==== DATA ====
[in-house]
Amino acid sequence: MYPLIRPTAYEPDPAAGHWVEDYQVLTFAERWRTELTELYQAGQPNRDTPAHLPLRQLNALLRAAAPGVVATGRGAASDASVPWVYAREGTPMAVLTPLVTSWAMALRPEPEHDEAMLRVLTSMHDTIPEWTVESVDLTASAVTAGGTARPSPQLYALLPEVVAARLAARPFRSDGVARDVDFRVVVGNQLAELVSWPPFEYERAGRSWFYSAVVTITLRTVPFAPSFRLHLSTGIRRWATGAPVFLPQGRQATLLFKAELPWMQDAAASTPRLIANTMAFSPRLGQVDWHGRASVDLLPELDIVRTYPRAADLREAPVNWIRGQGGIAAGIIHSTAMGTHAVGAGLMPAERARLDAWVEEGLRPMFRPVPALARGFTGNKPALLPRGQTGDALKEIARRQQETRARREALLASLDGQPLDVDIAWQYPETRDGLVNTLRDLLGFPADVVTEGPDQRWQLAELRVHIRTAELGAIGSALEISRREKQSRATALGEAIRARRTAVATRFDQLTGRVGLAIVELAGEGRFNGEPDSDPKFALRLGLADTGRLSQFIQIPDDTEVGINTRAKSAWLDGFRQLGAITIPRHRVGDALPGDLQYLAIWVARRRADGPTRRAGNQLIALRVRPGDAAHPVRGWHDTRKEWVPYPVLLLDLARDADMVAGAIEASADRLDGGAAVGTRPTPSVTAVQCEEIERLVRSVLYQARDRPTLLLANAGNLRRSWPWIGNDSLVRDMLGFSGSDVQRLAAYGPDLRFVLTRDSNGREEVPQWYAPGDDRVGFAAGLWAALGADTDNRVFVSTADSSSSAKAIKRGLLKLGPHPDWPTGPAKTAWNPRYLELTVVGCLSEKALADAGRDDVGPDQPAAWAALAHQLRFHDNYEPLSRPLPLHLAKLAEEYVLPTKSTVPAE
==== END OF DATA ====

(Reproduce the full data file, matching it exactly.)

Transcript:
[in-house]
Amino acid sequence: MYPLIRPTAYEPDPAAGHWVEDYQVLTFAERWRTELTELYQAGQPNRDTPAHLPLRQLNALLRAAAPGVVATGRGAASDASVPWVYAREGTPMAVLTPLVTSWAMALRPEPEHDEAMLRVLTSMHDTIPEWTVESVDLTASAVTAGGTARPSPQLYALLPEVVAARLAARPFRSDGVARDVDFRVVVGNQLAELVSWPPFEYERAGRSWFYSAVVTITLRTVPFAPSFRLHLSTGIRRWATGAPVFLPQGRQATLLFKAELPWMQDAAASTPRLIANTMAFSPRLGQVDWHGRASVDLLPELDIVRTYPRAADLREAPVNWIRGQGGIAAGIIHSTAMGTHAVGAGLMPAERARLDAWVEEGLRPMFRPVPALARGFTGNKPALLPRGQTGDALKEIARRQQETRARREALLASLDGQPLDVDIAWQYPETRDGLVNTLRDLLGFPADVVTEGPDQRWQLAELRVHIRTAELGAIGSALEISRREKQSRATALGEAIRARRTAVATRFDQLTGRVGLAIVELAGEGRFNGEPDSDPKFALRLGLADTGRLSQFIQIPDDTEVGINTRAKSAWLDGFRQLGAITIPRHRVGDALPGDLQYLAIWVARRRADGPTRRAGNQLIALRVRPGDAAHPVRGWHDTRKEWVPYPVLLLDLARDADMVAGAIEASADRLDGGAAVGTRPTPSVTAVQCEEIERLVRSVLYQARDRPTLLLANAGNLRRSWPWIGNDSLVRDMLGFSGSDVQRLAAYGPDLRFVLTRDSNGREEVPQWYAPGDDRVGFAAGLWAALGADTDNRVFVSTADSSSSAKAIKRGLLKLGPHPDWPTGPAKTAWNPRYLELTVVGCLSEKALADAGRDDVGPDQPAAWAALAHQLRFHDNYEPLSRPLPLHLAKLAEEYVLPTKSTVPAE